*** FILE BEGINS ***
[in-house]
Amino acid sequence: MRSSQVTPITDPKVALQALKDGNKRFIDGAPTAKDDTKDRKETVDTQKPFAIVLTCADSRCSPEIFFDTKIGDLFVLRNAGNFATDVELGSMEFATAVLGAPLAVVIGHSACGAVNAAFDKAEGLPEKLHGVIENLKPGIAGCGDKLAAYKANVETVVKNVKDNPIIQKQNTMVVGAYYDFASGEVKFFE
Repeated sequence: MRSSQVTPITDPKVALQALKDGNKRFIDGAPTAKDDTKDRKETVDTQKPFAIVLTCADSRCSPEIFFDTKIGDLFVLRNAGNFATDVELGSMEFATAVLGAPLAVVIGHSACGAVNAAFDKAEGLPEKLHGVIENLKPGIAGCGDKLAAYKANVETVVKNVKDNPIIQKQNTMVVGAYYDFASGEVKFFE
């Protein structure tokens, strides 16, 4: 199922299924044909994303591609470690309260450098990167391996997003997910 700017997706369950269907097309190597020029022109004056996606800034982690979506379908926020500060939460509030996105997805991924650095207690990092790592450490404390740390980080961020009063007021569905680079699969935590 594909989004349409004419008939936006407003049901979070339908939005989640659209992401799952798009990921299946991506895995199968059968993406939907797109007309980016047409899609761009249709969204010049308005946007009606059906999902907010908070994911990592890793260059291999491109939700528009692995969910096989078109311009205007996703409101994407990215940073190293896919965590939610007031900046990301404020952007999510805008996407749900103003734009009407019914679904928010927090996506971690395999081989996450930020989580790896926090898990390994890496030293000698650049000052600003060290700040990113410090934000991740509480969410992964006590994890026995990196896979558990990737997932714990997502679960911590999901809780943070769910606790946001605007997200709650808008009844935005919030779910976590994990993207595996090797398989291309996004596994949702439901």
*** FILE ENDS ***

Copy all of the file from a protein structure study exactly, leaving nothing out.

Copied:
[in-house]
Amino acid sequence: MRSSQVTPITDPKVALQALKDGNKRFIDGAPTAKDDTKDRKETVDTQKPFAIVLTCADSRCSPEIFFDTKIGDLFVLRNAGNFATDVELGSMEFATAVLGAPLAVVIGHSACGAVNAAFDKAEGLPEKLHGVIENLKPGIAGCGDKLAAYKANVETVVKNVKDNPIIQKQNTMVVGAYYDFASGEVKFFE
Repeated sequence: MRSSQVTPITDPKVALQALKDGNKRFIDGAPTAKDDTKDRKETVDTQKPFAIVLTCADSRCSPEIFFDTKIGDLFVLRNAGNFATDVELGSMEFATAVLGAPLAVVIGHSACGAVNAAFDKAEGLPEKLHGVIENLKPGIAGCGDKLAAYKANVETVVKNVKDNPIIQKQNTMVVGAYYDFASGEVKFFE
């Protein structure tokens, strides 16, 4: 199922299924044909994303591609470690309260450098990167391996997003997910 700017997706369950269907097309190597020029022109004056996606800034982690979506379908926020500060939460509030996105997805991924650095207690990092790592450490404390740390980080961020009063007021569905680079699969935590 594909989004349409004419008939936006407003049901979070339908939005989640659209992401799952798009990921299946991506895995199968059968993406939907797109007309980016047409899609761009249709969204010049308005946007009606059906999902907010908070994911990592890793260059291999491109939700528009692995969910096989078109311009205007996703409101994407990215940073190293896919965590939610007031900046990301404020952007999510805008996407749900103003734009009407019914679904928010927090996506971690395999081989996450930020989580790896926090898990390994890496030293000698650049000052600003060290700040990113410090934000991740509480969410992964006590994890026995990196896979558990990737997932714990997502679960911590999901809780943070769910606790946001605007997200709650808008009844935005919030779910976590994990993207595996090797398989291309996004596994949702439901």